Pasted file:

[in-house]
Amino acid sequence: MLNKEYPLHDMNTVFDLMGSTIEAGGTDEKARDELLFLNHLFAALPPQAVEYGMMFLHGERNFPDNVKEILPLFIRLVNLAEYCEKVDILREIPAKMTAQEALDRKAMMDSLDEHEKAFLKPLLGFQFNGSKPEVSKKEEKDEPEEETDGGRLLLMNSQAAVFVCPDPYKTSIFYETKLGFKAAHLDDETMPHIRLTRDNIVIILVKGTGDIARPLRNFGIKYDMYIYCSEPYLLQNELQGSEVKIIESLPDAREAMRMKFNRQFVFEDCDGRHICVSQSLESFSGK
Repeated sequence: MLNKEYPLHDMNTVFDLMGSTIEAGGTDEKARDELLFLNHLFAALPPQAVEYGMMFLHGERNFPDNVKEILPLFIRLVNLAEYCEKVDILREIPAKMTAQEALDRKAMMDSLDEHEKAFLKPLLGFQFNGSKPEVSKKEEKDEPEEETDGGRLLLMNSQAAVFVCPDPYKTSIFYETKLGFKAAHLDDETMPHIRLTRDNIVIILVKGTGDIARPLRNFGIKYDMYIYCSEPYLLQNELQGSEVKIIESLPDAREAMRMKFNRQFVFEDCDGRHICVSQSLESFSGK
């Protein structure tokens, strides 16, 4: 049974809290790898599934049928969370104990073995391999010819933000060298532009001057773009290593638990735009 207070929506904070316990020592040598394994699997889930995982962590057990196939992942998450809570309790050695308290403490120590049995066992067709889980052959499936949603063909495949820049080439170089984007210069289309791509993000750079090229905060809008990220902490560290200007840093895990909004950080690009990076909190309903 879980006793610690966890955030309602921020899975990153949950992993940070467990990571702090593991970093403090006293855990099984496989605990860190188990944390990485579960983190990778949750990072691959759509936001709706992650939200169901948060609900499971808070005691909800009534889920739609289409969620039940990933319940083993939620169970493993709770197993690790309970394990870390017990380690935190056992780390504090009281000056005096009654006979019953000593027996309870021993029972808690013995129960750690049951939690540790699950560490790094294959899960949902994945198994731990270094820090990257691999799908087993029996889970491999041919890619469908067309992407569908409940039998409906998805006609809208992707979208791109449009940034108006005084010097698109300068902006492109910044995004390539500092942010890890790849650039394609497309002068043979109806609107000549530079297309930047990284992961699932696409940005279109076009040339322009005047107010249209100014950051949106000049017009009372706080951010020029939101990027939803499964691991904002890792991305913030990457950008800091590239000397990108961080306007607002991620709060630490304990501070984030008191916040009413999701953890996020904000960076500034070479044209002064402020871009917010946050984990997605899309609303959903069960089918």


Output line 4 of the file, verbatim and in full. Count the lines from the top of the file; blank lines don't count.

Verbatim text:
């Protein structure tokens, strides 16, 4: 049974809290790898599934049928969370104990073995391999010819933000060298532009001057773009290593638990735009 207070929506904070316990020592040598394994699997889930995982962590057990196939992942998450809570309790050695308290403490120590049995066992067709889980052959499936949603063909495949820049080439170089984007210069289309791509993000750079090229905060809008990220902490560290200007840093895990909004950080690009990076909190309903 879980006793610690966890955030309602921020899975990153949950992993940070467990990571702090593991970093403090006293855990099984496989605990860190188990944390990485579960983190990778949750990072691959759509936001709706992650939200169901948060609900499971808070005691909800009534889920739609289409969620039940990933319940083993939620169970493993709770197993690790309970394990870390017990380690935190056992780390504090009281000056005096009654006979019953000593027996309870021993029972808690013995129960750690049951939690540790699950560490790094294959899960949902994945198994731990270094820090990257691999799908087993029996889970491999041919890619469908067309992407569908409940039998409906998805006609809208992707979208791109449009940034108006005084010097698109300068902006492109910044995004390539500092942010890890790849650039394609497309002068043979109806609107000549530079297309930047990284992961699932696409940005279109076009040339322009005047107010249209100014950051949106000049017009009372706080951010020029939101990027939803499964691991904002890792991305913030990457950008800091590239000397990108961080306007607002991620709060630490304990501070984030008191916040009413999701953890996020904000960076500034070479044209002064402020871009917010946050984990997605899309609303959903069960089918």